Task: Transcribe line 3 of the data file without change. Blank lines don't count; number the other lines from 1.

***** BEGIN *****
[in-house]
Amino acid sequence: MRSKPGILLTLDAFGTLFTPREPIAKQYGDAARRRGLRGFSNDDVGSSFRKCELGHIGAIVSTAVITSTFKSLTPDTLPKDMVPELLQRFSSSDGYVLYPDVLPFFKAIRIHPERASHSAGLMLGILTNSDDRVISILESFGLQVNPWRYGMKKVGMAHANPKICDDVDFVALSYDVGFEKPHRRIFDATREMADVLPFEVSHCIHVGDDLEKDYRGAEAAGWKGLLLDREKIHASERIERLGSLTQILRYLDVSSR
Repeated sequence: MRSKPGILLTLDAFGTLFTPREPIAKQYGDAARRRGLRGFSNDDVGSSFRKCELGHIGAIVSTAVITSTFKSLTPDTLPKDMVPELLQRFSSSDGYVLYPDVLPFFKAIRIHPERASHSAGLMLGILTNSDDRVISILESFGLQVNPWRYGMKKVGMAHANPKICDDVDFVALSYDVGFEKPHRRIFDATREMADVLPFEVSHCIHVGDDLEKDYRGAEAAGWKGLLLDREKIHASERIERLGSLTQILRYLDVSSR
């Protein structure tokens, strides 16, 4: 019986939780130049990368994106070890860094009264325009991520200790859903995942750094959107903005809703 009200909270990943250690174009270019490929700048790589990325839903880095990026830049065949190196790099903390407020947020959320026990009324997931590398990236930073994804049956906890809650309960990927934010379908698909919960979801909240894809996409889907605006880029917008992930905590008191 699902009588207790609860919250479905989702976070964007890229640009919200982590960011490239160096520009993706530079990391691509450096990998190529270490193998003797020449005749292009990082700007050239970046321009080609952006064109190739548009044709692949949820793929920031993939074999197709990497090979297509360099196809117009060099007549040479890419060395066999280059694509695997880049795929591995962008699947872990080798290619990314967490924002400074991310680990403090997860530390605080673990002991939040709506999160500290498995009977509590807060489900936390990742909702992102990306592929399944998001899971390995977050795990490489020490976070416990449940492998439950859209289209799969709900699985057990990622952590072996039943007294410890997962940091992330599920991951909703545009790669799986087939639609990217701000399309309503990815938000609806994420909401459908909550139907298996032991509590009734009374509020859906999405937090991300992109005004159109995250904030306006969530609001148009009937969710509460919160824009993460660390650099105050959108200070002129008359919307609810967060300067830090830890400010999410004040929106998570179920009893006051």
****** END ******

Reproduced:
Repeated sequence: MRSKPGILLTLDAFGTLFTPREPIAKQYGDAARRRGLRGFSNDDVGSSFRKCELGHIGAIVSTAVITSTFKSLTPDTLPKDMVPELLQRFSSSDGYVLYPDVLPFFKAIRIHPERASHSAGLMLGILTNSDDRVISILESFGLQVNPWRYGMKKVGMAHANPKICDDVDFVALSYDVGFEKPHRRIFDATREMADVLPFEVSHCIHVGDDLEKDYRGAEAAGWKGLLLDREKIHASERIERLGSLTQILRYLDVSSR